Thanks to our good friends, Mrs. tVM, Clarence and I spend two hours each day in the fresh, open air surrounded by fields and forest. With the exception of an infrequent airliner passing overhead, there is no noise pollution and we are immersed in the uplifting calls from a wide variety of songbirds.

The variety of birds inspired me to download the Audubon app to identify and keep track of sightings. In a mere two weeks, we’ve identified 14 different species.

As a young boy, I attended an Audubon camp every summer not far from our home in the Berkshires. I recall seeing a Scarlet Tanager at that camp. The Scarlet Tanager is somewhat smaller than a robin. Its body is redder than a cardinal’s and its wings are jet black. It is a beautiful bird. In the 60 years since that first encounter as a boy, I can count on one hand the number of times I have seen a Scarlet Tanager in the wild.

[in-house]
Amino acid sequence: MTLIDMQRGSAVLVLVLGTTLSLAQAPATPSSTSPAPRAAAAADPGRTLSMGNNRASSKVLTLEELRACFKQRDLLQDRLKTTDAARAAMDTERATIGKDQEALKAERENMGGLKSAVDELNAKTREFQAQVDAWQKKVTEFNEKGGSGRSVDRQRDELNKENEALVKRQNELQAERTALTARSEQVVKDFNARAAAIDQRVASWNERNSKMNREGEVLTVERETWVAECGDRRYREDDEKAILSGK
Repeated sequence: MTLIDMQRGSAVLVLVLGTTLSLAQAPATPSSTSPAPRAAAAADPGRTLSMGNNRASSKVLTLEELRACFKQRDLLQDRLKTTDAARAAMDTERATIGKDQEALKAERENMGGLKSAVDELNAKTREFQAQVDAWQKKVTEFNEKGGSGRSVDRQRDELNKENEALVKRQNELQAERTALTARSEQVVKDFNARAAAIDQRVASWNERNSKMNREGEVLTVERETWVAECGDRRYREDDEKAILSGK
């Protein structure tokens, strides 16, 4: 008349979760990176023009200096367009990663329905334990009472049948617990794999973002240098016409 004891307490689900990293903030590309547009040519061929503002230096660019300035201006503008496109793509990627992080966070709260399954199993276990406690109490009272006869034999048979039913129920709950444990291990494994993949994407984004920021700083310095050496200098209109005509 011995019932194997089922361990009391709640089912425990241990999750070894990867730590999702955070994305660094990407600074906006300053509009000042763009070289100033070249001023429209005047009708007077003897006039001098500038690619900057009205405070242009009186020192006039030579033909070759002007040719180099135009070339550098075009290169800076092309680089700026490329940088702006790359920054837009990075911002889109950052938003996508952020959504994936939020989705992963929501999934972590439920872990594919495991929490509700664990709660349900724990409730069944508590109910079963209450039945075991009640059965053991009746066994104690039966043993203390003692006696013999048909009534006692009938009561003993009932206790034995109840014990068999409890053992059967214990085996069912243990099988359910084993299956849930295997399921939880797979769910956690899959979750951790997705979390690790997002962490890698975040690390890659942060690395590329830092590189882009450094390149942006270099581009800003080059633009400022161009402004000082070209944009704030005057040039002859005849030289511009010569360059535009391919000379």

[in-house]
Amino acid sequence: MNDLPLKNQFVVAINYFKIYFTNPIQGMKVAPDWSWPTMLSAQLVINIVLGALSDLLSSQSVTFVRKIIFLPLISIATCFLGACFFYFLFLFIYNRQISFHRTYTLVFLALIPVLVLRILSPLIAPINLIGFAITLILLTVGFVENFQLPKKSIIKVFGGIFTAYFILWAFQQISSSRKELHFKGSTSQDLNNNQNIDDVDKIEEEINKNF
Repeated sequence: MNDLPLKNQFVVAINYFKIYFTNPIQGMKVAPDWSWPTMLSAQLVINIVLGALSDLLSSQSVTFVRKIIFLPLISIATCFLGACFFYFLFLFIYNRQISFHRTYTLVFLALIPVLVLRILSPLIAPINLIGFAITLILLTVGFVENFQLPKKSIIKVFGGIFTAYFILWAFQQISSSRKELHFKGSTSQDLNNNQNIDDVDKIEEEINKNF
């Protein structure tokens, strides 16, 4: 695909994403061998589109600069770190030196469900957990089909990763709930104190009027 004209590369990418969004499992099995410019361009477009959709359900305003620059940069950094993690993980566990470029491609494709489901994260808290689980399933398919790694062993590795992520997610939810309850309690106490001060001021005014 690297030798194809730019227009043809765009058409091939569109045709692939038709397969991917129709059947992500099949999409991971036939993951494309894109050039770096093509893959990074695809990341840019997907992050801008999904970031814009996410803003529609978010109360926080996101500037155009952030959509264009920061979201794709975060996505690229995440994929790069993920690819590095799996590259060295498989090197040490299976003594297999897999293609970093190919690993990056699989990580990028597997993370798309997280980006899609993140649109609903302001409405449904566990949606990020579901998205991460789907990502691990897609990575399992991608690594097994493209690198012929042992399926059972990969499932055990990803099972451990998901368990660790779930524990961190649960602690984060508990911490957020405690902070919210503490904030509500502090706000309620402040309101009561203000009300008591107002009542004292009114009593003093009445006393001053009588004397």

Two days ago as we drove down the dirt road from ‘the hill,’ – average speed on the dirt road is 5mph – Mrs. tVM pointed and called out, “Look at that beautiful red bird! It’s not a cardinal.” She was correct; it was not a cardinal. Perched in the greenery on the side of the road were a Scarlet Tanager and his mate. We watched them flit about the trees for a full minute and then moved on feeling blessed that we had crossed paths with such a beautiful and rare creature, yet the story does not end.

This morning in the same location, we saw the male and female again. Mrs. tVM managed to take a picture with her phone camera. If you look closely, you can see the male in his deep red finery in the center of the picture. He has encouraged us to keep our camera with us for future sightings.

Nature surrounds us. Its call is as beautiful as the rewards it offers to those attentive to it. Please don’t take it for granted.

Mitakuye Oyasin

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